Teen Dating Violence

Teen dating violence (TDV) is more common than most adults think. 1 in 10 teens say a boyfriend or girlfriend intentionally hit or physically harmed them at least one time in the past year. Nearly half of teens who are in relationships say they know friends who were verbally abused. Adults need to talk to teens early and often about the importance of developing healthy, respectful relationships.

Frequently asked questions about teen dating violence

So, what is teen dating violence?

Teen dating violence is any physical, sexual, psychological or emotional abuse in a dating relationship between teenagers or young adults.
Before the violence starts, a teen may experience controlling behavior and demands from their partner. Maybe the partner tells the victim what to wear and who they can hang out with. Or they react poorly when the victim wants to spend time with family or by themselves. Over time, the unhealthy behavior can become violent.

What are the consequences of dating violence?

Preteens and teens experience a broad range of physical and psychological changes in a short amount of time. As they develop, they are heavily influenced by their relationships with peers, as well as with crushes, dates, boyfriends or girlfriends.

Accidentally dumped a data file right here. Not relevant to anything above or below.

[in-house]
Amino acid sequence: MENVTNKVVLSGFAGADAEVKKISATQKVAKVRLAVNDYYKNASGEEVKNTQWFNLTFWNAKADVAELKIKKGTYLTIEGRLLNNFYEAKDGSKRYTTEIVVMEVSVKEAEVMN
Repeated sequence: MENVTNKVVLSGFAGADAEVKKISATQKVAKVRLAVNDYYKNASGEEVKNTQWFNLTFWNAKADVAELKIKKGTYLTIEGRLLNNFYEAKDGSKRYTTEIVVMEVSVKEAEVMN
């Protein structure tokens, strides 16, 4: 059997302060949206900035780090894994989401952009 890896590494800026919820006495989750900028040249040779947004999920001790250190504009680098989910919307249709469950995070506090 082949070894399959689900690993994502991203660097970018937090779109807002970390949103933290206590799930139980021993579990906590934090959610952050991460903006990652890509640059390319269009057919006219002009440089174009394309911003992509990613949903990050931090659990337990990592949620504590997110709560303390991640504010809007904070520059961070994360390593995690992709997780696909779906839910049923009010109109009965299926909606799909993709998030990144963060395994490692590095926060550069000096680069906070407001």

Healthy relationships can have a positive effect on a teen’s emotional development. Teens learn valuable lessons about how to communicate, how to set boundaries, and how to show and receive affection.

Unhealthy, abusive or violent relationships, on the other hand, have a negative effect on teen development. Victims of dating violence are more likely to struggle in school. They also report higher rates of binge drinking, suicide attempts, and physical fighting. In some cases, victims will carry this pattern of violence into future relationships.

How can you prevent teen dating violence?
We can prevent dating violence by bringing together teens, families, organizations, and communities to implement effective prevention strategies. Use the following resources at home, school, and in the community to help teens learn about healthy relationships.

This material was excerpted from the CENTERS FOR DISEASE CONTROL AND PREVENTION website, National Center for Injury Prevention and Control, Division of Violence Prevention. http://www.cdc.gov/violenceprevention/

Note: Our intention is to provide the above information as a guide to understanding domestic violence in context. Because every situation is different, and the spectrum of domestic violence is broad, not all of these examples or theories apply to everyone.